EWTN will release Wednesday a short film on the early life of Venerable John Augustus Tolton - the first African American priest - whose cause for canonization progressed in June.

“ACROSS: The Father Tolton Movie” will debut 10 p.m. ET Dec. 18 on EWTN. It will showcase the boyhood story of Tolton and his journey from a Missouri slave to a freeman in Illinois.

Prior to the film, a discussion will be held by Nashville filmmaker Christopher Foley, the movie’s writer and director, and Auxiliary Bishop Joseph Perry of Chicago, the diocesan postulator for Tolton’s sainthood cause. This will take place at 8 p.m. with host Father Mitch Pacwa.

The 36-minute film is in preparation for a full-length feature, which Foley will start producing this summer. He told CNA that the movie is called ACROSS for two reasons - the cross that Tolton carried, and the obstacles he had to conquer.

“He had to go across the ocean to get ordained. He had to get across the Mississippi River to escape slavery, but he had to carry a cross his entire life because he stood out and was different,” Foley said.

“He accepted that and great things came out of it. He made so many converts, and he just sets such a great example for everybody through his perseverance.”

Tolton was born into slavery in Monroe County, Missouri, in 1854. During the Civil War, Tolton and his family escaped slavery.

The young Tolton entered St. Peter’s Catholic School in Quincy, Illinois, with the help of the school’s pastor, Fr. Peter McGirr. The priest went on to baptize Tolton, instruct him for his first Holy Communion, and recognize his vocation to the priesthood.

Because of his ethnicity no American seminary would accept Tolton, so he studied for the priesthood in Rome. When Father Tolton returned to the U.S. after his ordination in 1889, thousands of people lined the streets to greet him. A brass band played hymns, and black and white people processed together into the local church.

Father Tolton was the first African American to be ordained a priest. He served for three years at a parish in Quincy before moving to Chicago to start a parish for black Catholics, St. Monica's, where he remained until his death in 1897.

Foley said the film will explore Tolton’s family dynamic and his childhood. He said Tolton’s mother and siblings were owned by the Elliot family and his father was owned by the neighboring Hagar family. Tolton’s entire family lived in a cabin between the two properties.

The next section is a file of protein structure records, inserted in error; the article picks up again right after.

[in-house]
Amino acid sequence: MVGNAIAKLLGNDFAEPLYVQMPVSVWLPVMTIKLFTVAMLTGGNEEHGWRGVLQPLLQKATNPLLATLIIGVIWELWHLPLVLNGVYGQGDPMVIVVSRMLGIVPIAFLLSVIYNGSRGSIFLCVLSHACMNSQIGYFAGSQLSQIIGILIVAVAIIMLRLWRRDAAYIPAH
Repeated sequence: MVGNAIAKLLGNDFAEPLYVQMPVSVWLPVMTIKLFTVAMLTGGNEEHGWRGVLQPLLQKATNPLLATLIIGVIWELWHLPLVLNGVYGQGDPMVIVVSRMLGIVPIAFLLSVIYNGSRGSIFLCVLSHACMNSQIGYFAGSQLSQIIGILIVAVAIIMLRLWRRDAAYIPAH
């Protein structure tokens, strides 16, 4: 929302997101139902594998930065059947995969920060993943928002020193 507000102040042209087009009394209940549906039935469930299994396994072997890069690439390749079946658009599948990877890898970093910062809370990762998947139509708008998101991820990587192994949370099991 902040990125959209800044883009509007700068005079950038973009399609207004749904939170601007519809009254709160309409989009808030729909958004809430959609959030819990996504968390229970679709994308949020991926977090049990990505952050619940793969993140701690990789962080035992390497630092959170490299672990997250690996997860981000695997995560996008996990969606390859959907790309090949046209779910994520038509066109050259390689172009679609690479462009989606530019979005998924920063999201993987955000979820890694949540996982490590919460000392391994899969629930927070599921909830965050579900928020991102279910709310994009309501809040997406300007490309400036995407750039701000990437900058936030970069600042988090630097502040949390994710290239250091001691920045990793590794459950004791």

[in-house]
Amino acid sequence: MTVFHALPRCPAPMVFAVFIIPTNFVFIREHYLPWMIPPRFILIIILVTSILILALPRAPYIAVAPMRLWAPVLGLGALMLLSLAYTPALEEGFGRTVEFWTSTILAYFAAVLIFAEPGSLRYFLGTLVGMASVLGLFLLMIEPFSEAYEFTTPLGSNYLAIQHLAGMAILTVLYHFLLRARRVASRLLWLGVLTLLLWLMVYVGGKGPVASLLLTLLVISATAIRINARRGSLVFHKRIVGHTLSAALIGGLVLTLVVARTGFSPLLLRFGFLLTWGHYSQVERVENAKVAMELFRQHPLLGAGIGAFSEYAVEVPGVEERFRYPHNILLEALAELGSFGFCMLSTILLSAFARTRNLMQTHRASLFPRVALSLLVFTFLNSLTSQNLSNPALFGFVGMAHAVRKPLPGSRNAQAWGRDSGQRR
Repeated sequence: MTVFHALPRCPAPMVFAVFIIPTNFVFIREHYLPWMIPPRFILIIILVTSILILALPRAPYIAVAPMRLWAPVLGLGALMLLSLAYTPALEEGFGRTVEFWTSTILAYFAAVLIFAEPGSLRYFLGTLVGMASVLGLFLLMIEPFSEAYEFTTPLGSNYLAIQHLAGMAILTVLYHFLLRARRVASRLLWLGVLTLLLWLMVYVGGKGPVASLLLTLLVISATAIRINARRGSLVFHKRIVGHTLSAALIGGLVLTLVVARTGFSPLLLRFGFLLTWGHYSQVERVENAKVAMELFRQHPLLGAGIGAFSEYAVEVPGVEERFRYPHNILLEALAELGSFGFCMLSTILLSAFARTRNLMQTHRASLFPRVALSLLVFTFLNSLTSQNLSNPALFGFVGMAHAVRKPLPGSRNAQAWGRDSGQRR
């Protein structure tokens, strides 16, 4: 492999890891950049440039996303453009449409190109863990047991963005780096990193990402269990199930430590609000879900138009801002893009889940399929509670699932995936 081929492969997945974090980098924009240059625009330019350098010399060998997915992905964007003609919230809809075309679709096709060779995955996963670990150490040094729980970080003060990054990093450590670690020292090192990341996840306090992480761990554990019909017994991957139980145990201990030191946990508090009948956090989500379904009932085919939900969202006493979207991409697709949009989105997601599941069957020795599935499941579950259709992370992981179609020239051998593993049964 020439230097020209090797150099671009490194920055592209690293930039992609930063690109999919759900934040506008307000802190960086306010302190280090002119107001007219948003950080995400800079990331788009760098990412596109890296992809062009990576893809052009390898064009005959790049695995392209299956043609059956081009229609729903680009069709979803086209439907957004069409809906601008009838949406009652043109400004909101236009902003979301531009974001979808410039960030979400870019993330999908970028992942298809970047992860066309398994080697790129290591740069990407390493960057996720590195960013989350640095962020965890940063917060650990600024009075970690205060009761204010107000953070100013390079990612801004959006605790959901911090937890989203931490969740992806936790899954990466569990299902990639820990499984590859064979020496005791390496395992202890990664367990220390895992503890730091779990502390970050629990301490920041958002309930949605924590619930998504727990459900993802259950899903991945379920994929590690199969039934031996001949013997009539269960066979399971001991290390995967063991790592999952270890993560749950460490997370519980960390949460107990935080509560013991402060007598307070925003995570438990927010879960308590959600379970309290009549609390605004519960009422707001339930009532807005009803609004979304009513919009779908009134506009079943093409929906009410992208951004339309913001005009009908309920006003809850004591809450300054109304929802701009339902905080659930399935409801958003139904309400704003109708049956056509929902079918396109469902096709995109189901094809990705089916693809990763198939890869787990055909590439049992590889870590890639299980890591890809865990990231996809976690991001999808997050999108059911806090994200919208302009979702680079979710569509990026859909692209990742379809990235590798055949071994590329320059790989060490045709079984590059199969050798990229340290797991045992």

“Both families of the owners were Catholic and they made sure that all of their slaves were baptized, which is kind of a weird dichotomy that they could believe in slavery but at the same time understand that these are souls that need to be baptized,” Foley said.

In the movie, Peter leaves the family to join the Union Army when Tolton is 10 years old. Sometime afterward, Tolton convinces his mother and siblings to flee to the north. They are then shown outrunning slave-catchers and Confederate soldiers, eventually crossing the Mississippi River to achieve their freedom.

Foley said, while the country continues to face issues of racial inequality, the film has come at the proper time. He said Tolton overcame hatred with acts of love.

“We see a lot of racial angst and discord in our country now. It was so much different back then and worse, but the solution is the same,” he told CNA. “He met hatred and discrimination with love.”

“It was interesting because he was actually one of the reasons he was kind of ousted from his hometown of Quincy. He was told to minister just to black people in Quincy, Illinois and white people started coming to his church and he was fine with that. He welcomed everyone, but that raised the ire of other people. He believed that there's no hierarchy of races.”

He said the movie has also come at a time of great difficulty in the Church, including the clergy sex abuse scandal. Similarly, he said the story will highlight the Church’s overall good even among villainous men.

“One of our bad guys is a priest who was a racist, but that doesn't change the goal and mission of the Church as being good,” he said.

“The majority of her priests are good, holy men, like Father Tolton. We need to kind of hold up this example now in the midst of these scandals and say, 'Hey, most priests are more like Father Tolton than the ones that are making the headlines. We need to raise up those good stories.”

Pope Francis recognized the heroic virtue of Fr. Tolton June 12, making him "Venerable”.

In a recent newsletter, Bishop Perry said Tolton is a model of civil rights and overcoming racial adversity with Christian virtues.

“Father Tolton shows us Christians how to get through to the Kingdom, surviving the apparent contradictions of life with our faith, hope and love intact,” said Perry.

“The unfinished business of racial reconciliation in America is inspired by Father Tolton’s sense of openness to walk amidst and serve both black and white at a time, post Civil War-Reconstruction, socially not yet ripe for interaction between the races. He was ahead of his time in leading both black and white under the roof of his Church while being resented for it by pockets of Church and society of his time.”